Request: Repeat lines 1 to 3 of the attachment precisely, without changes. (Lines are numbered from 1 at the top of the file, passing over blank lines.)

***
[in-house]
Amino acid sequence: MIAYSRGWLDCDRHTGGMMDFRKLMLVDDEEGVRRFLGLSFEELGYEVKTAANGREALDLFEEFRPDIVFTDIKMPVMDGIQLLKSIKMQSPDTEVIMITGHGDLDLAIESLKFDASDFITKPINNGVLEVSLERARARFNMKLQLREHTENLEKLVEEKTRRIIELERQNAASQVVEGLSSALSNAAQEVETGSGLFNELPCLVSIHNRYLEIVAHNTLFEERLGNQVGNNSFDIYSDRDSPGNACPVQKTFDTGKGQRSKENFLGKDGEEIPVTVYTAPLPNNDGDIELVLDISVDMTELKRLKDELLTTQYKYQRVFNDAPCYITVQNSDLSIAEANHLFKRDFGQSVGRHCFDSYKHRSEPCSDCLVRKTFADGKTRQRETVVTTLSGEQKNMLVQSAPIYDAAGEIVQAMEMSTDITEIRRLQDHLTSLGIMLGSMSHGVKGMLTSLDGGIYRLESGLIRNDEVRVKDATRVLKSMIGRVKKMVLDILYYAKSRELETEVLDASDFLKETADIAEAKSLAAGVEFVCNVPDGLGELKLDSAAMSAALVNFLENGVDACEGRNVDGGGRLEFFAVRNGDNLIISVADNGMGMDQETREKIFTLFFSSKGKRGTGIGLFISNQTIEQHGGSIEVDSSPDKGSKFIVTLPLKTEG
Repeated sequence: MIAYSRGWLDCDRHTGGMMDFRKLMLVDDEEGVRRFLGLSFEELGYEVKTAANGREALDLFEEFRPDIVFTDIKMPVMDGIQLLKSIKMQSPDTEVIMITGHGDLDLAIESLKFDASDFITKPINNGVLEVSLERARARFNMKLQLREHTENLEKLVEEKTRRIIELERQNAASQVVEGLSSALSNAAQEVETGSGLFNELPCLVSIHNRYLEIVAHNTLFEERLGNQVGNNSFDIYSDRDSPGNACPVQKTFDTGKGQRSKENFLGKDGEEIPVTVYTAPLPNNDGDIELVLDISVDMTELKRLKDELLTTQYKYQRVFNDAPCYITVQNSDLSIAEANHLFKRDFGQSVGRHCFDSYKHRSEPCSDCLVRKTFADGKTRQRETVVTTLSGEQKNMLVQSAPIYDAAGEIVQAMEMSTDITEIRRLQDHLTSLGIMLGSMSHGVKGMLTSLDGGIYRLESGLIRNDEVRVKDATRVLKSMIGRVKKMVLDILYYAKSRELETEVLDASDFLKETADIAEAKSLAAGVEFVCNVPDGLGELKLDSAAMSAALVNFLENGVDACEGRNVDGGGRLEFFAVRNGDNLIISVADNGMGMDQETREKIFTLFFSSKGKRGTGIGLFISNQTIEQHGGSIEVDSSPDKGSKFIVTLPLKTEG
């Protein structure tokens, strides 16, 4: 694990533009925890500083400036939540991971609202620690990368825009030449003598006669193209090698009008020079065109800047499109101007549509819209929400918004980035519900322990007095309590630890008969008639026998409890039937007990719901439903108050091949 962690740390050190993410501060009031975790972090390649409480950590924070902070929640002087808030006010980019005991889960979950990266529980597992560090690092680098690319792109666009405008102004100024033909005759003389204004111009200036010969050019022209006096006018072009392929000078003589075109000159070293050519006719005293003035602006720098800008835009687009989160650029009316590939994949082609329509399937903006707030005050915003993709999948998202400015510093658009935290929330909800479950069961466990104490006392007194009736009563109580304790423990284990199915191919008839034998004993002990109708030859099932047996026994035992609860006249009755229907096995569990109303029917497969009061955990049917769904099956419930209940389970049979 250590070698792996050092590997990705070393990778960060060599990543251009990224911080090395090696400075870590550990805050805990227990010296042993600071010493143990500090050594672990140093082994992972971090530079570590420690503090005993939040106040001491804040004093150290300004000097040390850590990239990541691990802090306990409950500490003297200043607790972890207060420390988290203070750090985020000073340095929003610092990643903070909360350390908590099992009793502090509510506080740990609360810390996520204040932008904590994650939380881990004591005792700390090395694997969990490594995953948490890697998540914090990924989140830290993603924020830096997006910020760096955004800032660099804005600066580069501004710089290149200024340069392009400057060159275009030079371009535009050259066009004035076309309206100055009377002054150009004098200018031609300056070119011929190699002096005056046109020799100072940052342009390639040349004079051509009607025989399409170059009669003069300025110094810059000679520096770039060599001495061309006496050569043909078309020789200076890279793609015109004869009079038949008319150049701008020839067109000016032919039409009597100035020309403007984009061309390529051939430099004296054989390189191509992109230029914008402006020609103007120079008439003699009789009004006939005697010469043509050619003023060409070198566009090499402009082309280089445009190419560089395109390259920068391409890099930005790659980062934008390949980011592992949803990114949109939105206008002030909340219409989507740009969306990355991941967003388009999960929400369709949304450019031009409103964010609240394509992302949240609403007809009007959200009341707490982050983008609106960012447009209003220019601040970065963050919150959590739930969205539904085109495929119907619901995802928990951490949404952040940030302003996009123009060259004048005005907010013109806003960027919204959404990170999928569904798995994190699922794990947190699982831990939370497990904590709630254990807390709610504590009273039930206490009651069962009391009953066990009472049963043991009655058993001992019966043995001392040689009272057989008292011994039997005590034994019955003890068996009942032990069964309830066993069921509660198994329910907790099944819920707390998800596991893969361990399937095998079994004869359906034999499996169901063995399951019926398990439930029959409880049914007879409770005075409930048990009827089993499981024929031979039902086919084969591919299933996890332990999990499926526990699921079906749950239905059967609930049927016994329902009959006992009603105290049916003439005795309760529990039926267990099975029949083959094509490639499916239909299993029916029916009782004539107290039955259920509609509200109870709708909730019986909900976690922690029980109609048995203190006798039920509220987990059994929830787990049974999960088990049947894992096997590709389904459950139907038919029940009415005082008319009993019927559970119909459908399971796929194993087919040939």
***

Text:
[in-house]
Amino acid sequence: MIAYSRGWLDCDRHTGGMMDFRKLMLVDDEEGVRRFLGLSFEELGYEVKTAANGREALDLFEEFRPDIVFTDIKMPVMDGIQLLKSIKMQSPDTEVIMITGHGDLDLAIESLKFDASDFITKPINNGVLEVSLERARARFNMKLQLREHTENLEKLVEEKTRRIIELERQNAASQVVEGLSSALSNAAQEVETGSGLFNELPCLVSIHNRYLEIVAHNTLFEERLGNQVGNNSFDIYSDRDSPGNACPVQKTFDTGKGQRSKENFLGKDGEEIPVTVYTAPLPNNDGDIELVLDISVDMTELKRLKDELLTTQYKYQRVFNDAPCYITVQNSDLSIAEANHLFKRDFGQSVGRHCFDSYKHRSEPCSDCLVRKTFADGKTRQRETVVTTLSGEQKNMLVQSAPIYDAAGEIVQAMEMSTDITEIRRLQDHLTSLGIMLGSMSHGVKGMLTSLDGGIYRLESGLIRNDEVRVKDATRVLKSMIGRVKKMVLDILYYAKSRELETEVLDASDFLKETADIAEAKSLAAGVEFVCNVPDGLGELKLDSAAMSAALVNFLENGVDACEGRNVDGGGRLEFFAVRNGDNLIISVADNGMGMDQETREKIFTLFFSSKGKRGTGIGLFISNQTIEQHGGSIEVDSSPDKGSKFIVTLPLKTEG
Repeated sequence: MIAYSRGWLDCDRHTGGMMDFRKLMLVDDEEGVRRFLGLSFEELGYEVKTAANGREALDLFEEFRPDIVFTDIKMPVMDGIQLLKSIKMQSPDTEVIMITGHGDLDLAIESLKFDASDFITKPINNGVLEVSLERARARFNMKLQLREHTENLEKLVEEKTRRIIELERQNAASQVVEGLSSALSNAAQEVETGSGLFNELPCLVSIHNRYLEIVAHNTLFEERLGNQVGNNSFDIYSDRDSPGNACPVQKTFDTGKGQRSKENFLGKDGEEIPVTVYTAPLPNNDGDIELVLDISVDMTELKRLKDELLTTQYKYQRVFNDAPCYITVQNSDLSIAEANHLFKRDFGQSVGRHCFDSYKHRSEPCSDCLVRKTFADGKTRQRETVVTTLSGEQKNMLVQSAPIYDAAGEIVQAMEMSTDITEIRRLQDHLTSLGIMLGSMSHGVKGMLTSLDGGIYRLESGLIRNDEVRVKDATRVLKSMIGRVKKMVLDILYYAKSRELETEVLDASDFLKETADIAEAKSLAAGVEFVCNVPDGLGELKLDSAAMSAALVNFLENGVDACEGRNVDGGGRLEFFAVRNGDNLIISVADNGMGMDQETREKIFTLFFSSKGKRGTGIGLFISNQTIEQHGGSIEVDSSPDKGSKFIVTLPLKTEG